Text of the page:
Racing’s dress code needs to loosen its ties to tradition
The Thursday column
The best sight of the week was George Baker enjoying a day at Goodwood four months after a horrific fall at St Moritz left him with a brain injury.
The widely-respected jockey has a long way to go in his rehabilitation, aided by the wonderful people and facilities at Oaksey House, but it was great to see him smiling in the company of his fellow jockeys.
Less marvellous was his mention of the fact that he was nearly denied entry to the course because he wasn’t wearing a tie on that sun-kissed summer afternoon.
Now obviously no blame can be attached to the racecourse employee who attempted to block Baker’s progress. They cannot be expected to identify all jockeys in case they spot a case for special dispensation and they were just enforcing the rules.
But the rules can absolutely be subject to scrutiny. I was at Goodwood last month and it was almost perfect. The view from the main stand, north across the Downs, was as stunning as ever, and from the back of the building you could look down on the paddock and out across verdant farmland to the shimmering sea beyond.
The weather was gorgeous and there was ample room to move. It was Goodwood at its most glorious.
But if you wanted to experience the meeting in the best enclosure, the Richmond, you had to wear a jacket and tie, and there was no relaxation of the rule even as the temperature rose from warm to hot.
I asked one senior member of the racecourse management whether there was any chance we might be able to remove our ties but was told it was not permissible. “There are two other enclosures people can go to if they don’t want to wear a tie,” was the response.
I looked towards them. People were indeed wandering around without a thin piece of material fastened tightly around their neck and, from where I was standing, they were behaving in much the same way as those of us in the dearest enclosure, with ties, were carrying on.
There was no fighting, no sound of bottles smashing, no bawdy singing. Just people strolling from paddock to grandstand, enjoying a drink and probably enjoying not having a tie on. The only thing they were unable to enjoy was the prime vantage points the Richmond area offers.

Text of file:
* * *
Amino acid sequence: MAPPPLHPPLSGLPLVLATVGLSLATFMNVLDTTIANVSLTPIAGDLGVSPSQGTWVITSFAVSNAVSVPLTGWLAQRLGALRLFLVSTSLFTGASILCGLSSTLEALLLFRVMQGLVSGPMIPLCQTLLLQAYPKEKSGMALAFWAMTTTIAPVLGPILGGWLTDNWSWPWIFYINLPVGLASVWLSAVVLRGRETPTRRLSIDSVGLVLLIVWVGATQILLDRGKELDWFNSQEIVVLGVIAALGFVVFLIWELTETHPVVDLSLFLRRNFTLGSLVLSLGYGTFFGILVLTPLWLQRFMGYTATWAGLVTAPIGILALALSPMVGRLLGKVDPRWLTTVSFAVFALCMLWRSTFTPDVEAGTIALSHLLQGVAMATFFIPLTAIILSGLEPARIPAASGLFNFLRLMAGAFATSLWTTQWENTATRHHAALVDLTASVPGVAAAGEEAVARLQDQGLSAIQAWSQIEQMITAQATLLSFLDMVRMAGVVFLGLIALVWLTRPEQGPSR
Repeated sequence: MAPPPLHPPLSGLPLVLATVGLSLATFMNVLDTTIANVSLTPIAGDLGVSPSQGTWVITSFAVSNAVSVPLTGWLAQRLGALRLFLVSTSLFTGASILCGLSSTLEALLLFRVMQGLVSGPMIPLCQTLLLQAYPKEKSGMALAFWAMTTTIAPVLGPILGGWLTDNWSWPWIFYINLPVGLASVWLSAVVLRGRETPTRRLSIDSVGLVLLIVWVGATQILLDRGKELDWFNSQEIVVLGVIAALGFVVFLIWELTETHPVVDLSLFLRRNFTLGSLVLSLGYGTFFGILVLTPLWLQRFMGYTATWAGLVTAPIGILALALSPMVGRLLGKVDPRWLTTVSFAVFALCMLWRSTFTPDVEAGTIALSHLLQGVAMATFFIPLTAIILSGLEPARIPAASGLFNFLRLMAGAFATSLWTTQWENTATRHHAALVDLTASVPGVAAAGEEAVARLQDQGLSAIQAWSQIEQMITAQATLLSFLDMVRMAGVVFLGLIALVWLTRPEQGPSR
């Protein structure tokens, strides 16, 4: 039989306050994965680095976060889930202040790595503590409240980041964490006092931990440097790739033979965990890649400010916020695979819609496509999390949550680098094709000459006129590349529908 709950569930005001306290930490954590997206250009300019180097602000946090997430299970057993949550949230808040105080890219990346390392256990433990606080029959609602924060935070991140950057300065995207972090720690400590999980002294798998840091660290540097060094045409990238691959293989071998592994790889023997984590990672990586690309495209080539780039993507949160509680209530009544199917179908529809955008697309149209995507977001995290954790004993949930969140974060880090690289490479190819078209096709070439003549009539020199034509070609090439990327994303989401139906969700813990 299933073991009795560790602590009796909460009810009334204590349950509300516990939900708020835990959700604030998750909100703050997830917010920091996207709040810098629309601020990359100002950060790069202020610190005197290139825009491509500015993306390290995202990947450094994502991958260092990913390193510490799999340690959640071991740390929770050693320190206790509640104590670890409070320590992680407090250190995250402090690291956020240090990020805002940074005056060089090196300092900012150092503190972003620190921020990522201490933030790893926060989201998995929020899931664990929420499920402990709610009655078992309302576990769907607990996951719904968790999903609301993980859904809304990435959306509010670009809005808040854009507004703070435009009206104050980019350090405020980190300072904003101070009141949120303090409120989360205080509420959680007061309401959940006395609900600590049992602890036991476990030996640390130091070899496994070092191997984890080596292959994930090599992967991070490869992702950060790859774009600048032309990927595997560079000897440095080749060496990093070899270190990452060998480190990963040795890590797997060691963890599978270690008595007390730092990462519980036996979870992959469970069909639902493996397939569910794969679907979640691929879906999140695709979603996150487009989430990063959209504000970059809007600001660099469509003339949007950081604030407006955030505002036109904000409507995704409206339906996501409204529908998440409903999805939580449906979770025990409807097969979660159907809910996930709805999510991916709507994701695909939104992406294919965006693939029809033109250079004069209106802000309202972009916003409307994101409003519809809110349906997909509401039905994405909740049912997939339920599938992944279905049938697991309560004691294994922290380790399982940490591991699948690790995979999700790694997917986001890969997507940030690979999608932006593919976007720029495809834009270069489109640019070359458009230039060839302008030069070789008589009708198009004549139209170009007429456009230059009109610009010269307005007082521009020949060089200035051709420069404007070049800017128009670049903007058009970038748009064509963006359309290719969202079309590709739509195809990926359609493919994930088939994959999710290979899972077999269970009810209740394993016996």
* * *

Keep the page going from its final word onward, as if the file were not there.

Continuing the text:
I love Goodwood, I really do. But I would love it even more if I could experience the best it has to offer without having to dress up like I’m in Downton Abbey.
Ties are out. Hardly anyone wears them in the office environment any more and you can even turn up at a wedding without one and not be left to feel you may as well be clad in a shell suit. It makes no sense to me that racecourses – leisure facilities lest we forget – should make anyone wear one.
I have heard numerous stories of people being amazed and dismayed to turn up looking perfectly smart only to be told they cannot enter the best part of the course without a tie. This is not confined to Goodwood.
Plenty, I would suggest, would find such a sartorial admonishment a major deterrent in them wanting to go racing again. And if anyone would honestly take offence at having to be in a racecourse with people who are not wearing ties they should take a good look at themselves.
Whether you are George Baker or just someone who enjoys going racing, it strikes me as frankly bizarre that in 2017 it should be necessary for men to have to wear a tie to enjoy a day at the races.
'Put up and shut up' is not the way forward
In recent days two stable staff have written excellent, insightful pieces in the Racing Post on life in their industry.